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org.lcsim Conditions Database

Table of Contents


The conditions database is designed to allow a running analysis or reconstruction module to access information about the run "conditions". In our current environment, conditions include the entire detector description.

The org.lcsim conditions framework is designed to be very flexible, both in use and in implementation. Our current implementation looks up conditions based on the detector name.

titleWhen to use Conditions versus Drivers

The conditions framework should be used for information that is associated with one or more detectors. It should not be used for detector-independent settings on analysis algorithms, as this would force end users to create or locate a properties file for that algorithm. Instead, algorithm settings should use "getter" and "setter" methods on a Driver, e.g. getX() and setX(). This will allow these settings to
be easily set from user code and from lcsim xml files.

Conditions Formats

The conditions framework API makes no assumptions about the format of the conditions data. However, the default implementation of the condition database assumes that the data is stored in zip files or file system directories. The package includes facilities for downloading zip files from the web and caching them, so no internet connection is required when running analysis or reconstruction jobs, as long as the required conditions have been previously accessed.

The conditions themselves are stored as an arbitrary collection of files, either stored in a filesystem or in a zip file. The most common files used are property files (name, value pairs) or XML files (e.g. for geometry). However, there are no constraints as to which file formats can be used for conditions information.

If storing conditions in zip files is not suitable for your project, there are two options. You can either implement the conditions framework interfaces from scratch, or use the standard implementation with custom conditions reader. If the file in the conditions zip file or directory contains a line in the "ConditionsReader: ClassName" format, the framework will instantiate ClassName class and use it in place of the standard reader. The latter option makes it possible to keep some conditions in zip files while fetching others from a database, for example.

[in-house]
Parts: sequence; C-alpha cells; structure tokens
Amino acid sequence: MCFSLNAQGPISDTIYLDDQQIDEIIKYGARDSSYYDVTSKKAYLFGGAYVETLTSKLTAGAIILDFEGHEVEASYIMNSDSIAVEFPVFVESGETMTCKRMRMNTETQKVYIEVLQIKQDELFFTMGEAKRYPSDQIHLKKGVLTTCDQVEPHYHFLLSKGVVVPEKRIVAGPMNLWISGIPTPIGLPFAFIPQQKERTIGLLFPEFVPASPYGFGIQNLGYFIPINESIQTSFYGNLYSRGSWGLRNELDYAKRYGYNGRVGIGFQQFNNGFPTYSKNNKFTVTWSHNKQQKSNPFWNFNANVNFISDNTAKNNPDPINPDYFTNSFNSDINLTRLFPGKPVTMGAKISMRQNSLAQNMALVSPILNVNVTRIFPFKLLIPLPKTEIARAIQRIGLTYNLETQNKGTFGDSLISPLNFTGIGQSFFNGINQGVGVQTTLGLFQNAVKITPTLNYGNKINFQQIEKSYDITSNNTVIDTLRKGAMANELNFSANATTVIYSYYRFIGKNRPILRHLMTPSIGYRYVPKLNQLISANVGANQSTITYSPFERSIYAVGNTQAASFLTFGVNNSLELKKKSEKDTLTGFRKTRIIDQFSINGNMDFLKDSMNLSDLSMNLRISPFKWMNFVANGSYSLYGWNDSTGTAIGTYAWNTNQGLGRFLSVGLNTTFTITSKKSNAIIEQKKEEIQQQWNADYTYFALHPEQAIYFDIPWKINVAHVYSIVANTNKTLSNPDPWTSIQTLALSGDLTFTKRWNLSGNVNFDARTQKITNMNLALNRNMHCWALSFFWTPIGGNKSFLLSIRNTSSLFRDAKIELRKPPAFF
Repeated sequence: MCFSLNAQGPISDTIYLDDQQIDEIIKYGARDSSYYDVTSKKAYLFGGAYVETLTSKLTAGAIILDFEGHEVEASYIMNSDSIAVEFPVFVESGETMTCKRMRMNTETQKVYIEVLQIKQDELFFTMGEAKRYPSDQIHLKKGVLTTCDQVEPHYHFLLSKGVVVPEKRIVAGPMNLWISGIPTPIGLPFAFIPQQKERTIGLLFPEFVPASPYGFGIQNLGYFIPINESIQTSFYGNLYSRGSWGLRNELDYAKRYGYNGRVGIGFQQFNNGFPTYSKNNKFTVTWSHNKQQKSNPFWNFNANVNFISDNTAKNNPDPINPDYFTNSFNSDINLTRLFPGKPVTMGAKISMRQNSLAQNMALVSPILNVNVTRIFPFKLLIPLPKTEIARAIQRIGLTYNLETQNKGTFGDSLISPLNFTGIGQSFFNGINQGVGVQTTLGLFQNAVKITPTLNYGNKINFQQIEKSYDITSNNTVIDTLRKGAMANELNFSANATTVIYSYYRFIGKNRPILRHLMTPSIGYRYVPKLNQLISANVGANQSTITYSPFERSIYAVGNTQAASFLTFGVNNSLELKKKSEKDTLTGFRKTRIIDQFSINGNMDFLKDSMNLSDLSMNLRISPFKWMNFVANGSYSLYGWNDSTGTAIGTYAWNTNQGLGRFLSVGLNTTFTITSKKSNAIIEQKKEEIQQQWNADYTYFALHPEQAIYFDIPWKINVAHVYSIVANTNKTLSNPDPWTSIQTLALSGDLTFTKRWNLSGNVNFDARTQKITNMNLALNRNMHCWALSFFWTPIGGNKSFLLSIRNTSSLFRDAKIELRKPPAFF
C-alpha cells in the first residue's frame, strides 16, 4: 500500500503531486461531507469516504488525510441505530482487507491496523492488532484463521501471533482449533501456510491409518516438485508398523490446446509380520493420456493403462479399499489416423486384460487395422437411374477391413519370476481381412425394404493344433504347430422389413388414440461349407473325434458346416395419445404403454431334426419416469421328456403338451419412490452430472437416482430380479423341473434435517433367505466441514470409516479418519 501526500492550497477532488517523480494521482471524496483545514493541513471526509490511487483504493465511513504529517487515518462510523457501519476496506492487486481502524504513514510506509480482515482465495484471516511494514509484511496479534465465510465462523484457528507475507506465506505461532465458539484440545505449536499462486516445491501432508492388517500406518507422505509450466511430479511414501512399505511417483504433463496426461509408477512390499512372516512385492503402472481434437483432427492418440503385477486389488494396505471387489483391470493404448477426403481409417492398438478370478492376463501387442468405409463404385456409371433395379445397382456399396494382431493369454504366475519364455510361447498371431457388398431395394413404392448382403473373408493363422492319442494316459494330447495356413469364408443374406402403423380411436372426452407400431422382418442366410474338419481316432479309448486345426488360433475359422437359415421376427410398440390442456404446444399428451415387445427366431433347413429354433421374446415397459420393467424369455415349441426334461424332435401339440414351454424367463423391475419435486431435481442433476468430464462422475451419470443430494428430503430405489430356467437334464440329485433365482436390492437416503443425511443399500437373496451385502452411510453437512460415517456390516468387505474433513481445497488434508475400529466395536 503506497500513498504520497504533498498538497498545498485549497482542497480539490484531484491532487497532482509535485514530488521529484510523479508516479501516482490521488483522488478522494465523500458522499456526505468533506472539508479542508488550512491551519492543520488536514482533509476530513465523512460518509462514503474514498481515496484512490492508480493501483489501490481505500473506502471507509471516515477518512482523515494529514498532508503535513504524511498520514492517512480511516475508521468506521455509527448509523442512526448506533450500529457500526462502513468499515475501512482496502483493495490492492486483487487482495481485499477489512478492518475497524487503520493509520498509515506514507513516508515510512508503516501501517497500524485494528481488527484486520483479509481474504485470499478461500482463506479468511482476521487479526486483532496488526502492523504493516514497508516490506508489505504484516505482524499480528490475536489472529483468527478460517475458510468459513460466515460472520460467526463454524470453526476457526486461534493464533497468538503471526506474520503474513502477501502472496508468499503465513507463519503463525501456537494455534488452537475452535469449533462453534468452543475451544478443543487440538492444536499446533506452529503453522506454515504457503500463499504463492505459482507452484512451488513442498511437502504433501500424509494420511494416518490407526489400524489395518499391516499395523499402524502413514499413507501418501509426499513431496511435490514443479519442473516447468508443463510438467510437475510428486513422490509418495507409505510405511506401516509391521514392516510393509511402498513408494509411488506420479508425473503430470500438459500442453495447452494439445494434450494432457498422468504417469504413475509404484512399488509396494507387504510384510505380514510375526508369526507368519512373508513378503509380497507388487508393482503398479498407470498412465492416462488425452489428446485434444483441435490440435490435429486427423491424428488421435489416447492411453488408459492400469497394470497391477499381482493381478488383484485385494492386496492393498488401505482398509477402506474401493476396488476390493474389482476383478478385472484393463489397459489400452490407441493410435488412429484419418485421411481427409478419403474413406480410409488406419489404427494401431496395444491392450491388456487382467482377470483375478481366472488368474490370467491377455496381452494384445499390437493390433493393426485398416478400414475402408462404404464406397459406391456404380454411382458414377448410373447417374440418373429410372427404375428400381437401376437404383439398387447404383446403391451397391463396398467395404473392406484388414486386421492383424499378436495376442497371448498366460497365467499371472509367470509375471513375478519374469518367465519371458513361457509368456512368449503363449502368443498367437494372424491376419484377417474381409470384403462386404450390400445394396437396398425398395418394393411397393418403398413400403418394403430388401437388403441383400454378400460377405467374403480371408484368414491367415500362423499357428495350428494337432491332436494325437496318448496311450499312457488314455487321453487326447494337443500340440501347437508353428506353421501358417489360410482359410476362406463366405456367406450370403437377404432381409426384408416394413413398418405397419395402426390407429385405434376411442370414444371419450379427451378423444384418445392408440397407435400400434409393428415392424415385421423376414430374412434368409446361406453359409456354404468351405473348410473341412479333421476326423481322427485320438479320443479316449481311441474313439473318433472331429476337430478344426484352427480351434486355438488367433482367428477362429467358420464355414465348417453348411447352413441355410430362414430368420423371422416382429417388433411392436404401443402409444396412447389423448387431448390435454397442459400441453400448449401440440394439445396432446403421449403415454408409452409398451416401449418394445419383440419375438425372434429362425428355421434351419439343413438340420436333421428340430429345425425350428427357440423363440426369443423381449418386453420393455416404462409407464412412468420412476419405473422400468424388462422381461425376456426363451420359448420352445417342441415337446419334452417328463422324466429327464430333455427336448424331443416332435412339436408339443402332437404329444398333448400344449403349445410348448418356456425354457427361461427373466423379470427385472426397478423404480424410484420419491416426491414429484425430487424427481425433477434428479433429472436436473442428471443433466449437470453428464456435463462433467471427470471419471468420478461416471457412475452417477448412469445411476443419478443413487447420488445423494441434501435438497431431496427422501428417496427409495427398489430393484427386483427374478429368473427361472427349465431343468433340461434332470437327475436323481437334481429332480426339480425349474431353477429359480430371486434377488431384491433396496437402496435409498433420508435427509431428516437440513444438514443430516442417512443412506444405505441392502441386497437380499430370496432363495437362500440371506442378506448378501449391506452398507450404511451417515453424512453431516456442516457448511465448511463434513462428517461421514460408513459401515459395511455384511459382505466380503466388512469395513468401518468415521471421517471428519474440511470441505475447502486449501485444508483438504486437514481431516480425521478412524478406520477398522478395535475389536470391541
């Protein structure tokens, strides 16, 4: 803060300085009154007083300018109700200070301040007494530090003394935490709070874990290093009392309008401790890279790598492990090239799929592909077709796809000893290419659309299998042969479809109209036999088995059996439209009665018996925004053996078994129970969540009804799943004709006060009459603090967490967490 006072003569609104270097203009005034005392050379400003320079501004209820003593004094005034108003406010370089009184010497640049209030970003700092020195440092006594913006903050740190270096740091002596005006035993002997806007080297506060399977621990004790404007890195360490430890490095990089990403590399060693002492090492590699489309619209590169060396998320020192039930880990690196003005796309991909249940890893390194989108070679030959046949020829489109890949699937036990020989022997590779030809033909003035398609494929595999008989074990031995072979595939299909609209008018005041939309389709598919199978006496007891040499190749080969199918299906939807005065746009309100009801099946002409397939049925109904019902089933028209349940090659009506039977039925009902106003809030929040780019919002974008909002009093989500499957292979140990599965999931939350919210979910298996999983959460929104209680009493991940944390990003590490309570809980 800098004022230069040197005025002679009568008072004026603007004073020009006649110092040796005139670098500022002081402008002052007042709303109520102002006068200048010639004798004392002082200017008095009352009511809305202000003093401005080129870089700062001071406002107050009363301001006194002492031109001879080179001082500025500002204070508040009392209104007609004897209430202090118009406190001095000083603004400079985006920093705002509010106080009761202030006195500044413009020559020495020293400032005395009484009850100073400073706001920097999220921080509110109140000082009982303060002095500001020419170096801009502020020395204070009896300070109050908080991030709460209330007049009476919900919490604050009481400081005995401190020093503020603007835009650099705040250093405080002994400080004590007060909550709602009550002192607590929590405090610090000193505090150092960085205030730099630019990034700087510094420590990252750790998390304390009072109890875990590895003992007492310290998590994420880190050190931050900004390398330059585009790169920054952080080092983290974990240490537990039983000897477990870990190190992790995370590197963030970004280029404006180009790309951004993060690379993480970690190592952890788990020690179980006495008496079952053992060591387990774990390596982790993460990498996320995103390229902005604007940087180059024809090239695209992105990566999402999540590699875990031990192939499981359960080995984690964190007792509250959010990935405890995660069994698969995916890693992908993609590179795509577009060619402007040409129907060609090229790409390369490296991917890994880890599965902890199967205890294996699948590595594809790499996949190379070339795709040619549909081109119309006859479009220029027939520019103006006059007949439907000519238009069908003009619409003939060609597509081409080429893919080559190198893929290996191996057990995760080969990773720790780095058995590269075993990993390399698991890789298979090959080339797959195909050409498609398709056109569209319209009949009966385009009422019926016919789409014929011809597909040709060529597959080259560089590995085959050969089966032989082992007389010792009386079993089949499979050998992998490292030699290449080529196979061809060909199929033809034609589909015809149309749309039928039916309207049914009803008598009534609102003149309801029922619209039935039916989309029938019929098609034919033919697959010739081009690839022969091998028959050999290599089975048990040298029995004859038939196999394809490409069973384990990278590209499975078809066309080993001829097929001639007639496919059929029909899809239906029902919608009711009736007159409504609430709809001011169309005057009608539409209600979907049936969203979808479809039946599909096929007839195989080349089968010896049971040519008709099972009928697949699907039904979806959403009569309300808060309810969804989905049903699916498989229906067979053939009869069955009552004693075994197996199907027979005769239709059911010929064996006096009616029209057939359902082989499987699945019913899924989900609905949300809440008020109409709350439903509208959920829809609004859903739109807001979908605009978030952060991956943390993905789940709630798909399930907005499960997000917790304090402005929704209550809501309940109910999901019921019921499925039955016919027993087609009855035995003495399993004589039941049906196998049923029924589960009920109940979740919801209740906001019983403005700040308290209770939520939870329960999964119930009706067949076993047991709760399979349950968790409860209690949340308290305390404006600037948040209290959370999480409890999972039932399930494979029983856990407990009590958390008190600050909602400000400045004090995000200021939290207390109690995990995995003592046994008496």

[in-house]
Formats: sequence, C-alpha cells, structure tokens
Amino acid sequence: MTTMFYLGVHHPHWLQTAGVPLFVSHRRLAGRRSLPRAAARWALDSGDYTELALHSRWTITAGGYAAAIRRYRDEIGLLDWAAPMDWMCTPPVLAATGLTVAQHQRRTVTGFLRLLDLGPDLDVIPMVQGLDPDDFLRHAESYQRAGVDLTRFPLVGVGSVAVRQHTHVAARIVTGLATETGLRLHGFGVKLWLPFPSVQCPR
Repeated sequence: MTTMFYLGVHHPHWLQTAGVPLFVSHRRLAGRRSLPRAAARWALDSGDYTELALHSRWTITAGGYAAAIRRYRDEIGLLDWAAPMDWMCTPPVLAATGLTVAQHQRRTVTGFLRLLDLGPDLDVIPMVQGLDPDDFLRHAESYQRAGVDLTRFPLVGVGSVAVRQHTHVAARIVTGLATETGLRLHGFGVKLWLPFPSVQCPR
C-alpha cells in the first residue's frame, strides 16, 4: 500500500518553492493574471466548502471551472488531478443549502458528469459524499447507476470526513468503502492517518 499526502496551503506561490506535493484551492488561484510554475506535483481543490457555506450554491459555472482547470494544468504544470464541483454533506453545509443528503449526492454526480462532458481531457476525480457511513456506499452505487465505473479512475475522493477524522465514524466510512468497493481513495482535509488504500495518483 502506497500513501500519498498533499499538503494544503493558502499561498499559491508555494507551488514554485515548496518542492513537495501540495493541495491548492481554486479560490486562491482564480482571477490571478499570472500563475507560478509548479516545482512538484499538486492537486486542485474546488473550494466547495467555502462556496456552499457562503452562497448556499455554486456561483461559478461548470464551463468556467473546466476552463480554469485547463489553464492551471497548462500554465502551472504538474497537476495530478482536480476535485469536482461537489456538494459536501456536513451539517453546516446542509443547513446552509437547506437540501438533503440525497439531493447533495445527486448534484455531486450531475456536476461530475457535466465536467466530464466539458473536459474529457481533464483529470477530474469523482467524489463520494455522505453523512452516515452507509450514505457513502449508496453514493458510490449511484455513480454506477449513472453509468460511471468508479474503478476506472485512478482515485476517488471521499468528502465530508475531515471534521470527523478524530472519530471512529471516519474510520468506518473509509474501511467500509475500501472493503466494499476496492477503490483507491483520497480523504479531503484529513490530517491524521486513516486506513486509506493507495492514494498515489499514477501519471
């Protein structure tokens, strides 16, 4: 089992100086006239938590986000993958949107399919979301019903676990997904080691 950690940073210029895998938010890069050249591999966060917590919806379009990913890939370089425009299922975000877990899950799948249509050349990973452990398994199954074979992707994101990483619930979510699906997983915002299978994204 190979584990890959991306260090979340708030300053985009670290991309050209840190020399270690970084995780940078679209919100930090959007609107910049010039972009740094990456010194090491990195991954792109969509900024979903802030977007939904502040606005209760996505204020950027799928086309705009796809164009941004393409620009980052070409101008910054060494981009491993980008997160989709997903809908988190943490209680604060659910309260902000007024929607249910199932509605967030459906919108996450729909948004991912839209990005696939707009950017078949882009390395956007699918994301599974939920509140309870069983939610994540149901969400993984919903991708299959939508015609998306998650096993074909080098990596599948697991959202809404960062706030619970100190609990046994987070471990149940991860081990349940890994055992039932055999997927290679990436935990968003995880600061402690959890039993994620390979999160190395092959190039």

Properties Files

Properties files contain line-delimited key, value pairs with the 'equals' as a '=', ':' or ' ' (space). The file extension should be '.properties'.

For instance, any of the following will assign the value 'strange' to the key 'charm'.

No Format
charm = strange
charm: strange
charm  :strange

Multiple strings can also be associated with a single key, as follows.

No Format
charm    beauty, truth, strange

The value of the key 'charm' will be 'beauty, truth, strange'. These strings can be read as individual values using the method String.split() .

Accessing Conditions

For the following sections, we will use as an example the SDJan03 detector with corresponding tag of sdjan03 for conditions lookup.

Detector Alias Files

Alias files are properties files, named, that list the location of conditions information for specific detector tags.

Alias files have the the following format.

No Format
[detector_name]: [conditions]

The value of conditions can be one of the following.